In the same way, you have to make self-care a priority. I know this sounds counterintuitive, even “un-Christian” maybe. But if you don’t take care of yourself, there will be no one to take care of your loved one.
4. Adjust Your Life to the New Realities
I learned this lesson the hard way. For our anniversary, my wife and I had planned for several years to go to Rome. We went even though we had moved Mom to live near us. That was a mistake. While we were in Rome, her care center called and said Mom was in the ER because she had lost hearing in her right ear.
Mom had been deaf in her right ear for years! For some reason, Mom had awakened that morning and forgot she was deaf in her right ear. Trying to deal with the emergency room, Mom’s care facility, and Mom from a cell phone in Rome was an absolute nightmare. After that, we learned to vacation within an hour or so of home.
I also trimmed my schedule and took very few out-of-town engagements. I was caring for Mom and that took all of my spare time.
5. Have a Little Grace for Yourself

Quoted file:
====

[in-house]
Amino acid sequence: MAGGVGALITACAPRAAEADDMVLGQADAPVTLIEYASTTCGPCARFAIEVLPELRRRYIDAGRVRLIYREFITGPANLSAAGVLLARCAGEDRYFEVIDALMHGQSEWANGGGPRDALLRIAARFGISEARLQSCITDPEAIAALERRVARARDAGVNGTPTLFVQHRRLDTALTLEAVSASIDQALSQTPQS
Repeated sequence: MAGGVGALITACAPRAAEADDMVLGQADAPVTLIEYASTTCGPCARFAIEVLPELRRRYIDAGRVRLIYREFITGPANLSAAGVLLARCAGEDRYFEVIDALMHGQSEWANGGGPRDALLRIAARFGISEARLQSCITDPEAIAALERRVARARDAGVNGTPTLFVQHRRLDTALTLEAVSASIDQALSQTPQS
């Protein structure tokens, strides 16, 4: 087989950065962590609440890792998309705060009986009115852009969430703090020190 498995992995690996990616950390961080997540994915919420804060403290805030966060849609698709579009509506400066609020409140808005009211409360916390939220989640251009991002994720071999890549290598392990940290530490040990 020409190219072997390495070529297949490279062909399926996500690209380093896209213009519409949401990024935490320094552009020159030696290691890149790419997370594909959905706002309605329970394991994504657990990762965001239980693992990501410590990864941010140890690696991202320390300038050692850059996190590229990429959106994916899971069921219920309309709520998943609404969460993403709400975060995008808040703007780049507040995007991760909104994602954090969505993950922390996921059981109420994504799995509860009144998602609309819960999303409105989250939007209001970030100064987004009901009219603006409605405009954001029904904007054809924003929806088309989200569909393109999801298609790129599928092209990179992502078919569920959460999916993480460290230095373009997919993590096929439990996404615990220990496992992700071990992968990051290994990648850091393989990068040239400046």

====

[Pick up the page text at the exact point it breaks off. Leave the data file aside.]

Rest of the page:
Most of the time, there isn’t exactly a right answer. You will have a choice between two pretty good options. One may work and the other may not, but you can’t be sure. In fact, you’ll find yourself trying something that worked yesterday but isn’t working today. You’ll be constantly frustrated because every situation is different, every person’s journey is different, and there’s a lot more trial and error than you’ll be comfortable with.
You have to find a way to settle in with “this is the best I can do.” Some days – no, most days – this will be all you have. You won’t have any way to know if what you did that day was right or wrong; you’ll only know it was the best you could do in that moment.